The country has also decided to reduce by up to half the number of Canadian employees posted to Havana.
“The health, safety and security of our diplomatic staff and their families remain our priority,” the statement said. “The Canadian government continues to investigate the potential causes of the unusual health symptoms experienced by some Canadian diplomatic staff and their family members posted in Havana, Cuba. To date, no cause has been identified.”
The statement said that after the last confirmed case of unusual health symptoms in November 2018, a number of Canadian diplomatic staff in Cuba underwent additional medical testing.
“These tests confirm that an additional employee has symptoms consistent with those of previously affected employees. This brings the total number of affected Canadian employees, spouses and dependents to 14. All affected people will continue to receive medical attention, as required.”
Cuba is investigating the cases and Cuban officials have said repeatedly they have not carried out or permitted any third countries to attack foreign diplomats on Cuban territory.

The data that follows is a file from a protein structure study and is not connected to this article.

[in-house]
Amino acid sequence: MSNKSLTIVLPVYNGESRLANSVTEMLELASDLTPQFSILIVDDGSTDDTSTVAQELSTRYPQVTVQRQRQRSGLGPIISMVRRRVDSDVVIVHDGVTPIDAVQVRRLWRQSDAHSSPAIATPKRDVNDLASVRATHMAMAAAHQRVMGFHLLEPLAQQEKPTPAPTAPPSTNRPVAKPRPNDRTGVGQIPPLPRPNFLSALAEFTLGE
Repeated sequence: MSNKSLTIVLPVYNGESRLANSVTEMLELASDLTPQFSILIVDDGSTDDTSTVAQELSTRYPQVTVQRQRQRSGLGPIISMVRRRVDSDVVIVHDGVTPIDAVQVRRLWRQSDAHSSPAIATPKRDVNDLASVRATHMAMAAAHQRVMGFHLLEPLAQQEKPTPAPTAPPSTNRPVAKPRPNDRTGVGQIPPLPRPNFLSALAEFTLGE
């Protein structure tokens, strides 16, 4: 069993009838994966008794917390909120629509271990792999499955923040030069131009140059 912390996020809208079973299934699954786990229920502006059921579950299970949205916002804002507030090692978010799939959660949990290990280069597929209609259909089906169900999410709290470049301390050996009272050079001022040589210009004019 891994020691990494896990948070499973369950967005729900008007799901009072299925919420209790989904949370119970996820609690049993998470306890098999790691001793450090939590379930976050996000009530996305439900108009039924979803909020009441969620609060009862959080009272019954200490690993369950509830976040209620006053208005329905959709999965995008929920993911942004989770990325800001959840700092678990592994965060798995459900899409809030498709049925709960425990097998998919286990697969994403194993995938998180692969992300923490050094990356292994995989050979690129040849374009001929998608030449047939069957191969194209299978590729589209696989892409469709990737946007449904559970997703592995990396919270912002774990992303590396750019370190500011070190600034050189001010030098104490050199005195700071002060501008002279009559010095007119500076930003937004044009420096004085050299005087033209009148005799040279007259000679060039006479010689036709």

The Canadian government said Wednesday there is no evidence that Canadian travelers to Cuba are at risk. Canada had previously pulled out all family members and nonessential staff from Cuba.
The US Embassy has also cut staffing after its diplomats suffered mysterious illnesses that some US officials initially thought were the result of “sonic weapons” that emitted a powerful beam of energy causing neurological problems.
According to a study published in the medical journal JAMA in March 2018, a majority of 21 affected patients reported problems with memory, concentration, balance, eyesight, hearing, sleeping or headaches that lasted more than three months. Three people eventually needed hearing aids for moderate to severe hearing loss, and others had ringing or pressure in their ears.
In early January, a British and an American scientist released research theorizing that the sound stemmed from noises made by the Indies short-tailed cricket. The research has not been peer-reviewed.